Cloud Computing: Changes to Healthcare May Be Necessary for Its Success

For many hospitals and health systems, the question is no longer whether they should utilize cloud computing for their patient data, but when. While there are many valuable outcomes and improvements that may result from cloud computing, such as flexible data environments, actionable data, operational efficiency and advanced IT capabilities, not everyone in the healthcare industry is sold.

According to Tom Loker, previous COO of Ramsell Holding and author of "The History and Evolution of Healthcare in America," there are still some problems with how the healthcare industry is structured that may make transitioning to cloud servers difficult. "More needs to be done within the healthcare industry to prepare healthcare data for the cloud. There are great benefits, but in its current implementation, the cloud is burdensome," says Mr. Loker. Additionally, he contends that the healthcare industry needs to become more patient-centered before the cloud can have widespread success.

Barriers to cloud computing

1. HIPAA. When thinking about electronic patient health information, HIPAA compliance and privacy and security are top concerns. When cloud computing is added to the discussion, HIPAA becomes even more of a concern. "HIPAA was not designed with the cloud in mind. While HIPAA is focused on portability of health information, it was formulated when the transfer of data was only partially electronic. The rules and regulations need to be adjusted for the cloud," says Mr. Loker.  

2. Institutional nature of the industry. According to Mr. Loker, due to the institutional focus of the healthcare industry, hospitals are not in a position to leverage the cloud for lower costs and increased efficiency. "While many healthcare professionals use the term 'patient-centered healthcare,' the authority over patient data is not the patient. As a result there are all kinds of legal and structural problems that can arise with exchanging data, especially on a cloud. Hospitals often get stuck in only being able to share generalized information," says Mr. Loker.

Solution: Patient-centered healthcare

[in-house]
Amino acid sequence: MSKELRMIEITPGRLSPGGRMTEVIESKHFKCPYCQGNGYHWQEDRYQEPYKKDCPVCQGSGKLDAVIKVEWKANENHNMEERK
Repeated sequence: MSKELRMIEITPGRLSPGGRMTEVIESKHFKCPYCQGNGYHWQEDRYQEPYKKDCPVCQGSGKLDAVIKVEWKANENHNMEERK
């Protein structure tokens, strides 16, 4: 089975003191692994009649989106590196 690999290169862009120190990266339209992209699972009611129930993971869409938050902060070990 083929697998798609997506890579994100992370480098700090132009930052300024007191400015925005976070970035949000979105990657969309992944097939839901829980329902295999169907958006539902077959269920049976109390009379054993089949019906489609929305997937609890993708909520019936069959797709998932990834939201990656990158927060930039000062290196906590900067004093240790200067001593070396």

The patient needs to be the true center — the owner — of their data in order for cloud storage to be successful. As a result of healthcare's institutional structure, it is difficult for independent physicians in different specialties to work together without a legal relationship, according to Mr. Loker. Each physician wants to own their patient's data, so they may order repeat tests. For instance, if a patient received a prostate-specific antigen test from their general practitioner, the GP would be the authority of that data in the current healthcare system's structure. "If the patient visited their urologist later that week and the urologist wanted a PSA test, it would be great if the urologist could see the results from the GP's test. However, without an established relationship, sharing the data could be difficult," says Mr. Loker.

"We have to get away from the red tape of healthcare's institutional set up. If the patient was the center of healthcare — the owner and authority of their data — [he/she] could give blanket approval to all of their physicians and specialists to share and view test results," says Mr. Loker.

Benefits of patient-centered healthcare

According to Mr. Loker, patient-centered care that allows the patient to own their healthcare data changes the dynamic of healthcare services and has the potential for numerous benefits.

1. Fewer duplicated services. As mentioned above, if a patient owned his or her data they could allow multiple physicians to view and use their tests results, which could reduce duplicated healthcare services. With the right protocol, a physician should be able to see recent test results and past treatment because the patient owns the data. "When the patient owns the data, each physician that works with that patient will belong to a virtual group that could be completely in sync. You can reduce unnecessary tests because the data is easier to exchange," says Mr. Loker.

2. Lower costs. Reducing duplications will also lower healthcare costs. "When you look at healthcare spending today, 30 to 40 cents per dollar is wasted by duplicated services. If you could eliminate that waste, the effect on healthcare expenses would be significant," says Mr. Loker.

3. More physician accessibility. In addition, the physicians and medical staff who may have spent time re-running tests or re-analyzing results could now treat new patients with the saved time. "Reducing unnecessary tasks, especially those that are repeats, will make physicians more accessible," says Mr. Loker.

Tom Loker served as the Chief Operating Officer of Ramsell Holding Corporation for 7 years. Prior to joining Ramsell, Mr. Loker was the founder and senior partner of Wild Tiger Holding Company and Thomas Loker Consulting. Mr. Loker's book, "The History and Evolution of Healthcare in America," will be released shortly. To learn more about Mr. Loker and/or his book, visit his blog of the same title as his book.

More Articles On Cloud Computing:

Hospital CIOs Get Heads Out of The Cloud, And Applications Into It!
5 Best Practices for Negotiating, Beginning the Transition to Cloud Servers
9 Best Practices For Hospital Data Security in a "Bring Your Own" Era

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